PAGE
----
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Top Financial Tips for New Grads in Nursing

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The average debt for a nurse with a bachelor’s degree is $22,592, according to the Education Data Initiative. As a new grad in nursing, you have the potential to earn a steady income, but with student loan debt, managing your finances could get challenging. While you focus on building skills and transitioning into the professional world, remember that it is also essential to establish a foundation of financial stability. 

Here are some financial tips that could help you establish good habits that set you up for financial peace of mind.

Live on less than you earn 

Living within your means is a key piece of financial stability. It can be tempting to splurge on new gadgets, holidays, dining out, or other forms of instant gratification, but it’s important to prioritize long-term financial goals over temporary satisfaction. Even once you’ve paid off any debt, saving is crucial.

Apply for Income-Driven Repayment (IDR) and Public Service Loan Forgiveness (PSLF)

An IDR plan ties your monthly payments to your income, which can help make student loan repayment more affordable. If you are eligible, the PSLF program offers loan forgiveness after 120 on-time payments for those who work in qualifying public service and non-profit jobs, including nursing. Taking advantage of these programs could help you manage your student loans and avoid unnecessary financial stress. 

Set a budget and stick to it

Setting a budget helps you stay in control of your finances. Take the time to list your expenses, track them regularly, and reduce non-essential purchases to stay within your spending limit. Make a habit of reviewing your budget monthly and adjusting to help maximise your savings. 

There are a few different budgeting techniques you can try, including:

Zero-based budgeting

Zero-based budgeting is a technique that requires you to start with a blank slate each month and allocate your income towards all your expenses. This type of budgeting forces you to think about how you spend your money and where it goes each month. It also encourages you to prioritise your spending choices and set realistic goals.

50/30/20 budgeting

The 50/30/20 budgeting technique breaks down your income into needs, wants, and savings. With this method, 50% of your income goes towards needs such as rent, utilities, and food, 30% goes towards wants such as entertainment, dining out, and shopping, and 20% goes towards savings or debt repayment. This approach allows you to plan for future expenses while still having some flexibility in your spending.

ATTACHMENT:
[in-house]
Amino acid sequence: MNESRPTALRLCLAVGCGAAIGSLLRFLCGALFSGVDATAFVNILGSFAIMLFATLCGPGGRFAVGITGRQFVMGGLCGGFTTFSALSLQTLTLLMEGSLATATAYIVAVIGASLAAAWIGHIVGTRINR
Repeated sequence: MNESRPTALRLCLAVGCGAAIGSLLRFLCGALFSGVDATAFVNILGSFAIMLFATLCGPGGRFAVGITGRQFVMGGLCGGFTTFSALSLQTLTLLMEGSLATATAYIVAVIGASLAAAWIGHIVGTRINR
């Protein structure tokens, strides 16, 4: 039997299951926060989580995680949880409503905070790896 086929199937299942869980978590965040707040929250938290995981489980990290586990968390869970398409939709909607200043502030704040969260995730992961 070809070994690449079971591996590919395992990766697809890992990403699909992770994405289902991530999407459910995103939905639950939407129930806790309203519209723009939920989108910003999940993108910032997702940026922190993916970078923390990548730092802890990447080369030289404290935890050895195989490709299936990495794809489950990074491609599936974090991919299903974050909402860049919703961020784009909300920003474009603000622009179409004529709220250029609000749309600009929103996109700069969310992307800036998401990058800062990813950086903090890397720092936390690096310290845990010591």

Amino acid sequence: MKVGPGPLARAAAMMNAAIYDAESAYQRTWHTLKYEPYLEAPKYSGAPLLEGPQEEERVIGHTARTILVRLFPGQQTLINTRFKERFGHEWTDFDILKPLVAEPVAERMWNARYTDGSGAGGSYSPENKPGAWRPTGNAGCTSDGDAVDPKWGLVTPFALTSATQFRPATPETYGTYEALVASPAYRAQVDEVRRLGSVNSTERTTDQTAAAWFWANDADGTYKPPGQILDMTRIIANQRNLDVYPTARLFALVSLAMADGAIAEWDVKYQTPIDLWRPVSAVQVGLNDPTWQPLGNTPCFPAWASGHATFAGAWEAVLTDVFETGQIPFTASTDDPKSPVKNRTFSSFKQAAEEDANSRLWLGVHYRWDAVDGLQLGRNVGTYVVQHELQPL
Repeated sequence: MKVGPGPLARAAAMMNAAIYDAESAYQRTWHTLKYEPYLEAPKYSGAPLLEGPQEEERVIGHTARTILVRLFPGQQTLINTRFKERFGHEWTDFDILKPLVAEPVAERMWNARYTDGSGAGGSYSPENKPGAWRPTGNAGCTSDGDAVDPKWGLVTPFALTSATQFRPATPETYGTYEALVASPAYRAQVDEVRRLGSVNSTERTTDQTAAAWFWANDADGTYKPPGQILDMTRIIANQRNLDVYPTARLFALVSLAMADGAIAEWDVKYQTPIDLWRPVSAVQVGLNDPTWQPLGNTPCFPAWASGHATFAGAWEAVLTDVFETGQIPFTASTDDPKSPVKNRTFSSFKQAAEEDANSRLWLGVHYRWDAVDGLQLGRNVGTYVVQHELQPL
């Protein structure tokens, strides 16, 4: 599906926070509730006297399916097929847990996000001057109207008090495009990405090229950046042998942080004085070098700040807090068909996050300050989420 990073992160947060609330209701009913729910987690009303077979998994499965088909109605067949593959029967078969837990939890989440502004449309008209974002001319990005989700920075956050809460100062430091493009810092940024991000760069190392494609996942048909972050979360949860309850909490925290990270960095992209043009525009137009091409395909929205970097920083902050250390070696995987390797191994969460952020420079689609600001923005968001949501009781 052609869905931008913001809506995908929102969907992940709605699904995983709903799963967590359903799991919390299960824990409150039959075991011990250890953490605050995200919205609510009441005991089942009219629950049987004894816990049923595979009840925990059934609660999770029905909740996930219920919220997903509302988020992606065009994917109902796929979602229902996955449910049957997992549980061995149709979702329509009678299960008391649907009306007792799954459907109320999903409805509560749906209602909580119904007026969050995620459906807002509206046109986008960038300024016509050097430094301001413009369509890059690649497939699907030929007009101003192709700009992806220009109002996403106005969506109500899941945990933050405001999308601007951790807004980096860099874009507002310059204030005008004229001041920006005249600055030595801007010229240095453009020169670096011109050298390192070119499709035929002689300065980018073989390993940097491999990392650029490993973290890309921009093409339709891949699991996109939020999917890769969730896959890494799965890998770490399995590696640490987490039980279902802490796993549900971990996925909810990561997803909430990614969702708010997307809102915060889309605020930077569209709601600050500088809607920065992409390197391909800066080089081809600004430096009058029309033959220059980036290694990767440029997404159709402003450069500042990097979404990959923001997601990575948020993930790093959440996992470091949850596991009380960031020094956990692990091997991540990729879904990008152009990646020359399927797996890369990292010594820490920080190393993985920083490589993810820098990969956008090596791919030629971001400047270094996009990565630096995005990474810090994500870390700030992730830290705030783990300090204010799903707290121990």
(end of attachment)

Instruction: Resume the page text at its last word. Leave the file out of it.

Envelope method

The envelope method is a cash-based budgeting technique that divides your monthly income into envelopes labeled with categories such as rent, groceries, entertainment, and so on. You then place the appropriate amount of cash into each envelope so that when it’s time to pay for something, you can take the money out of the designated envelope without worrying about overspending. This method can be helpful for those who have difficulty controlling their spending (especially credit card use) or keeping track of their finances.

Start an emergency fund

Unforeseen emergencies, such as car or home repairs, unexpected medical expenses, or fluctuations in income due to changes at your hospital or employer, are unpredictable. Therefore, it’s important to build an emergency fund into your budget. You can do this by setting aside a portion of your income each month or with each paycheck. The resulting emergency fund creates a financial buffer to protect you from unexpected costs. The general rule is to save up for at least three to six months’ worth of expenses. 

Good financial practices for new nursing grads

Managing finances as a nursing grad can seem daunting, especially when faced with student loan debt. However, it is entirely possible to establish a strong financial foundation, even in these early stages of your professional life. By living within your means and making strategic use of Income-Driven Repayment and Public Service Loan Forgiveness programs, you can more effectively manage your student loan debt. Setting and sticking to a budget is another critical step, and an emergency fund can offer peace of mind in times of financial stress.

Remember that financial stability is a process and requires attention and consistency. By starting these habits today, you can help to set yourself up for success throughout your career.


Ellen Diamond, a psychology graduate from the University of Hertfordshire, has a keen interest in the fields of mental health, wellness, and lifestyle.

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